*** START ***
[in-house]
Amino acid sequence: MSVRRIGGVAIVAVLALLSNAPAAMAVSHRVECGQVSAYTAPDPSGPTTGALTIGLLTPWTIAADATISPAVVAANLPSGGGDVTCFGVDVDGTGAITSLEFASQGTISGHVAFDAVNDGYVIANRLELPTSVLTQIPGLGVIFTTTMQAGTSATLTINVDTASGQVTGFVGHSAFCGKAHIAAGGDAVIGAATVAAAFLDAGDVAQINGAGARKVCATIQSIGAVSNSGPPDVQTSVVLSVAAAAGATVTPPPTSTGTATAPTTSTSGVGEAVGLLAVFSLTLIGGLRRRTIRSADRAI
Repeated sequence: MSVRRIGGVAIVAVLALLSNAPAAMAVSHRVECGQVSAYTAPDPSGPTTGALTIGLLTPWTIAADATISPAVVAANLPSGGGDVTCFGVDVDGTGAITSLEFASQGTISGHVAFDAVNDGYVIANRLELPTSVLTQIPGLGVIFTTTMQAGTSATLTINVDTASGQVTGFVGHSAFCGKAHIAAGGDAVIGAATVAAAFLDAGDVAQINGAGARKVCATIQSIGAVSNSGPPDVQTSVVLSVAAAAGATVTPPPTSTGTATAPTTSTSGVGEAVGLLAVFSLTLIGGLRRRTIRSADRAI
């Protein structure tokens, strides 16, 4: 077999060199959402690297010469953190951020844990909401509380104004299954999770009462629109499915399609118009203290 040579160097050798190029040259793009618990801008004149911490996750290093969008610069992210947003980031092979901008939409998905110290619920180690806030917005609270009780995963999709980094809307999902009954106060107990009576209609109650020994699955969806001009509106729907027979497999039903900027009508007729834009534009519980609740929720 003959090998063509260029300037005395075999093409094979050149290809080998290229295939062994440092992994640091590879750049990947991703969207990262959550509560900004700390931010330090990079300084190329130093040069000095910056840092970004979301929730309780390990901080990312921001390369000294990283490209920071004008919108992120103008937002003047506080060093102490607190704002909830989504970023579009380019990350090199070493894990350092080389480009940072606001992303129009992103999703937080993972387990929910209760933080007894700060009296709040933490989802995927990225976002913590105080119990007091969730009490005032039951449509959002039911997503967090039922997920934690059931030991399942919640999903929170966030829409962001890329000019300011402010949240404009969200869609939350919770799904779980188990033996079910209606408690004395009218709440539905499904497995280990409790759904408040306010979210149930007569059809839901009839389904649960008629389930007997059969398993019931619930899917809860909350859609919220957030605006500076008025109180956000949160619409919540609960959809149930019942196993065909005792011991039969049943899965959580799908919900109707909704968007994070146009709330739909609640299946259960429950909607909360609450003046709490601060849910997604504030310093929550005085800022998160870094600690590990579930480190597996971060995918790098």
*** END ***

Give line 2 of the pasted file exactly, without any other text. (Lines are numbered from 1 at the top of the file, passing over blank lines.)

Amino acid sequence: MSVRRIGGVAIVAVLALLSNAPAAMAVSHRVECGQVSAYTAPDPSGPTTGALTIGLLTPWTIAADATISPAVVAANLPSGGGDVTCFGVDVDGTGAITSLEFASQGTISGHVAFDAVNDGYVIANRLELPTSVLTQIPGLGVIFTTTMQAGTSATLTINVDTASGQVTGFVGHSAFCGKAHIAAGGDAVIGAATVAAAFLDAGDVAQINGAGARKVCATIQSIGAVSNSGPPDVQTSVVLSVAAAAGATVTPPPTSTGTATAPTTSTSGVGEAVGLLAVFSLTLIGGLRRRTIRSADRAI